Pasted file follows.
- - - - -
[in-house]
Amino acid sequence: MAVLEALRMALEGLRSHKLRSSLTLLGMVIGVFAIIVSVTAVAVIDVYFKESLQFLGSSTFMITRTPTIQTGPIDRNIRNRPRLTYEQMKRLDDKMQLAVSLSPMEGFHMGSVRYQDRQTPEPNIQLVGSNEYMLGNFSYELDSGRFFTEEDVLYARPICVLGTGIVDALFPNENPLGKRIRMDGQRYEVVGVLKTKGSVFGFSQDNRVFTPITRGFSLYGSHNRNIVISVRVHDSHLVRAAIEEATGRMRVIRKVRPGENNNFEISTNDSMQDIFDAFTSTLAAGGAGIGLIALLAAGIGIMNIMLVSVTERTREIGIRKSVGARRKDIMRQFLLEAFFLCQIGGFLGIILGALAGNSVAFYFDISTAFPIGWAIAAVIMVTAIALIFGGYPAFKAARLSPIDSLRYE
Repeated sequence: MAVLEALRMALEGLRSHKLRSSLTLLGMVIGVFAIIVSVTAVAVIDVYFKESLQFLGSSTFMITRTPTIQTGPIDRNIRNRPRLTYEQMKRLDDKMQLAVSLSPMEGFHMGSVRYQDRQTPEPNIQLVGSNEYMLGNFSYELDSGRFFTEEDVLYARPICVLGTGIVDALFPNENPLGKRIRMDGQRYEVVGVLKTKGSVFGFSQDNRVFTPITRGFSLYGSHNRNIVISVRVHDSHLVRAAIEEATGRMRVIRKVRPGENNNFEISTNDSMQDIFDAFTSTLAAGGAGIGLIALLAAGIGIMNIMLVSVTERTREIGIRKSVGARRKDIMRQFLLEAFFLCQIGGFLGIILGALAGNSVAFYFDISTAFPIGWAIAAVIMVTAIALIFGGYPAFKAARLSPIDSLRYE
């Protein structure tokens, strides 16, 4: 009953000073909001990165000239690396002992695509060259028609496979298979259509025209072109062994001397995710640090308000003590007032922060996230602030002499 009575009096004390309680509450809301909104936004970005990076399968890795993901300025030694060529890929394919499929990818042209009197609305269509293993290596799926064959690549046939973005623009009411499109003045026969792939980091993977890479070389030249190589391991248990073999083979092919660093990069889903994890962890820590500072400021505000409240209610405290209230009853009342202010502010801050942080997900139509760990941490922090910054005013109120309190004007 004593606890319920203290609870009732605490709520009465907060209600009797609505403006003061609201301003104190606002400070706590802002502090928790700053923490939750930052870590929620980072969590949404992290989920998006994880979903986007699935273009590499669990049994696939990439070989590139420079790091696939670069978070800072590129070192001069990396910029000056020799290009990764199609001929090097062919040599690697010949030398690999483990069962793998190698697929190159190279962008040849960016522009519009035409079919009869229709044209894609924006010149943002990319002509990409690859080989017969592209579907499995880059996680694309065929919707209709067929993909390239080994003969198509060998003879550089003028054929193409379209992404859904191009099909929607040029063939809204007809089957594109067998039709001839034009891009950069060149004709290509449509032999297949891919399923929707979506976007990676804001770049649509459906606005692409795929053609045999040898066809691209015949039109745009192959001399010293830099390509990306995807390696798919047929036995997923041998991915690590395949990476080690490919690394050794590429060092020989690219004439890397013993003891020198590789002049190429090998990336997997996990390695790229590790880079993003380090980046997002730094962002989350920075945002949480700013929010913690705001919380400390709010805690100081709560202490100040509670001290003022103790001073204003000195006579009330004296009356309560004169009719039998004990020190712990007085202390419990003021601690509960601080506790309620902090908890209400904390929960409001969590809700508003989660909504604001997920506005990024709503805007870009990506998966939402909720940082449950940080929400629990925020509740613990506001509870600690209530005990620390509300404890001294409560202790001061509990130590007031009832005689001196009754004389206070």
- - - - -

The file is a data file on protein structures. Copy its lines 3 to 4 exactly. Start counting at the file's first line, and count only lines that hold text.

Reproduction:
Repeated sequence: MAVLEALRMALEGLRSHKLRSSLTLLGMVIGVFAIIVSVTAVAVIDVYFKESLQFLGSSTFMITRTPTIQTGPIDRNIRNRPRLTYEQMKRLDDKMQLAVSLSPMEGFHMGSVRYQDRQTPEPNIQLVGSNEYMLGNFSYELDSGRFFTEEDVLYARPICVLGTGIVDALFPNENPLGKRIRMDGQRYEVVGVLKTKGSVFGFSQDNRVFTPITRGFSLYGSHNRNIVISVRVHDSHLVRAAIEEATGRMRVIRKVRPGENNNFEISTNDSMQDIFDAFTSTLAAGGAGIGLIALLAAGIGIMNIMLVSVTERTREIGIRKSVGARRKDIMRQFLLEAFFLCQIGGFLGIILGALAGNSVAFYFDISTAFPIGWAIAAVIMVTAIALIFGGYPAFKAARLSPIDSLRYE
């Protein structure tokens, strides 16, 4: 009953000073909001990165000239690396002992695509060259028609496979298979259509025209072109062994001397995710640090308000003590007032922060996230602030002499 009575009096004390309680509450809301909104936004970005990076399968890795993901300025030694060529890929394919499929990818042209009197609305269509293993290596799926064959690549046939973005623009009411499109003045026969792939980091993977890479070389030249190589391991248990073999083979092919660093990069889903994890962890820590500072400021505000409240209610405290209230009853009342202010502010801050942080997900139509760990941490922090910054005013109120309190004007 004593606890319920203290609870009732605490709520009465907060209600009797609505403006003061609201301003104190606002400070706590802002502090928790700053923490939750930052870590929620980072969590949404992290989920998006994880979903986007699935273009590499669990049994696939990439070989590139420079790091696939670069978070800072590129070192001069990396910029000056020799290009990764199609001929090097062919040599690697010949030398690999483990069962793998190698697929190159190279962008040849960016522009519009035409079919009869229709044209894609924006010149943002990319002509990409690859080989017969592209579907499995880059996680694309065929919707209709067929993909390239080994003969198509060998003879550089003028054929193409379209992404859904191009099909929607040029063939809204007809089957594109067998039709001839034009891009950069060149004709290509449509032999297949891919399923929707979506976007990676804001770049649509459906606005692409795929053609045999040898066809691209015949039109745009192959001399010293830099390509990306995807390696798919047929036995997923041998991915690590395949990476080690490919690394050794590429060092020989690219004439890397013993003891020198590789002049190429090998990336997997996990390695790229590790880079993003380090980046997002730094962002989350920075945002949480700013929010913690705001919380400390709010805690100081709560202490100040509670001290003022103790001073204003000195006579009330004296009356309560004169009719039998004990020190712990007085202390419990003021601690509960601080506790309620902090908890209400904390929960409001969590809700508003989660909504604001997920506005990024709503805007870009990506998966939402909720940082449950940080929400629990925020509740613990506001509870600690209530005990620390509300404890001294409560202790001061509990130590007031009832005689001196009754004389206070």